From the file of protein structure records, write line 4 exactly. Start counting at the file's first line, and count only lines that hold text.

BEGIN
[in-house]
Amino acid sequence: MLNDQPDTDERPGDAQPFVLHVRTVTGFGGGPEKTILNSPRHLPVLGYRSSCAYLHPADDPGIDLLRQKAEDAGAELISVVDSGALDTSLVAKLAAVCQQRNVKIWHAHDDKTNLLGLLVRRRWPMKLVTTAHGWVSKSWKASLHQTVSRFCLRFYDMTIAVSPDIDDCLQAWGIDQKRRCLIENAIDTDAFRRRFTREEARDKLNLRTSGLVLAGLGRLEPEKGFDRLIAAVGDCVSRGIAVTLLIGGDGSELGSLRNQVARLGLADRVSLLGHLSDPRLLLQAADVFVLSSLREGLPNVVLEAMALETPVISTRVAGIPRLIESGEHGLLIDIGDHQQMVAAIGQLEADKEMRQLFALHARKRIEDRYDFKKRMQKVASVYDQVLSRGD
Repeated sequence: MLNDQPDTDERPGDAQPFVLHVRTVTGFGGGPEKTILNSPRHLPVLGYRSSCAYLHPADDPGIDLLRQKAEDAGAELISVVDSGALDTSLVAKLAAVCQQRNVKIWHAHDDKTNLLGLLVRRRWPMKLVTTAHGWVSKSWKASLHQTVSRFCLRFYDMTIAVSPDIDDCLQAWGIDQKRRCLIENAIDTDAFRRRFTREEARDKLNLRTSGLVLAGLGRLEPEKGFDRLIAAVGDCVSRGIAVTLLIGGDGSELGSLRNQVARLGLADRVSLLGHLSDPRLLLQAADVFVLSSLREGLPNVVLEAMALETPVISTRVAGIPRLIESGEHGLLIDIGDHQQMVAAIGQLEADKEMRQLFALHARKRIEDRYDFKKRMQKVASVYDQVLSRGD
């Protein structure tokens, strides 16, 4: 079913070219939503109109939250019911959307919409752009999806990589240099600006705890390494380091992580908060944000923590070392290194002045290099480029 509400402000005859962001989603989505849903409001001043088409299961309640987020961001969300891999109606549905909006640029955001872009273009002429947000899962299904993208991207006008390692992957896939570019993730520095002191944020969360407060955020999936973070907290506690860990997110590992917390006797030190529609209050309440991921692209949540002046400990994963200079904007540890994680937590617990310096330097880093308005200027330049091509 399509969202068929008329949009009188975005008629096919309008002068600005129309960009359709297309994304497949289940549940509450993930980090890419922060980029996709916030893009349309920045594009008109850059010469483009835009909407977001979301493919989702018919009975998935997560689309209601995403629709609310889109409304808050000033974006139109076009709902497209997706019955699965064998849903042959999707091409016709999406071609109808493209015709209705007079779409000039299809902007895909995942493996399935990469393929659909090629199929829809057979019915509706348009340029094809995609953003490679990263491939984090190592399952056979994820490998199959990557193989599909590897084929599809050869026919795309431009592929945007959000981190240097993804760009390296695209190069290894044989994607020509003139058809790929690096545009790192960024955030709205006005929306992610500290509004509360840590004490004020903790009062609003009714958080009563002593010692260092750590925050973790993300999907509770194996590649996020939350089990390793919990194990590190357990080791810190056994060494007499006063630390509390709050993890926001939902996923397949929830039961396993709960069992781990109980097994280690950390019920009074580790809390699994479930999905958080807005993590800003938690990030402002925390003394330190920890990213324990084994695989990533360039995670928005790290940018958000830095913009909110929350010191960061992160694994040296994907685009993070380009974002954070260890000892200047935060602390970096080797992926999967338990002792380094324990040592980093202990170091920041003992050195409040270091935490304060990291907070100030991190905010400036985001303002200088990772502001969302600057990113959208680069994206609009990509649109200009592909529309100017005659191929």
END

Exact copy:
């Protein structure tokens, strides 16, 4: 079913070219939503109109939250019911959307919409752009999806990589240099600006705890390494380091992580908060944000923590070392290194002045290099480029 509400402000005859962001989603989505849903409001001043088409299961309640987020961001969300891999109606549905909006640029955001872009273009002429947000899962299904993208991207006008390692992957896939570019993730520095002191944020969360407060955020999936973070907290506690860990997110590992917390006797030190529609209050309440991921692209949540002046400990994963200079904007540890994680937590617990310096330097880093308005200027330049091509 399509969202068929008329949009009188975005008629096919309008002068600005129309960009359709297309994304497949289940549940509450993930980090890419922060980029996709916030893009349309920045594009008109850059010469483009835009909407977001979301493919989702018919009975998935997560689309209601995403629709609310889109409304808050000033974006139109076009709902497209997706019955699965064998849903042959999707091409016709999406071609109808493209015709209705007079779409000039299809902007895909995942493996399935990469393929659909090629199929829809057979019915509706348009340029094809995609953003490679990263491939984090190592399952056979994820490998199959990557193989599909590897084929599809050869026919795309431009592929945007959000981190240097993804760009390296695209190069290894044989994607020509003139058809790929690096545009790192960024955030709205006005929306992610500290509004509360840590004490004020903790009062609003009714958080009563002593010692260092750590925050973790993300999907509770194996590649996020939350089990390793919990194990590190357990080791810190056994060494007499006063630390509390709050993890926001939902996923397949929830039961396993709960069992781990109980097994280690950390019920009074580790809390699994479930999905958080807005993590800003938690990030402002925390003394330190920890990213324990084994695989990533360039995670928005790290940018958000830095913009909110929350010191960061992160694994040296994907685009993070380009974002954070260890000892200047935060602390970096080797992926999967338990002792380094324990040592980093202990170091920041003992050195409040270091935490304060990291907070100030991190905010400036985001303002200088990772502001969302600057990113959208680069994206609009990509649109200009592909529309100017005659191929």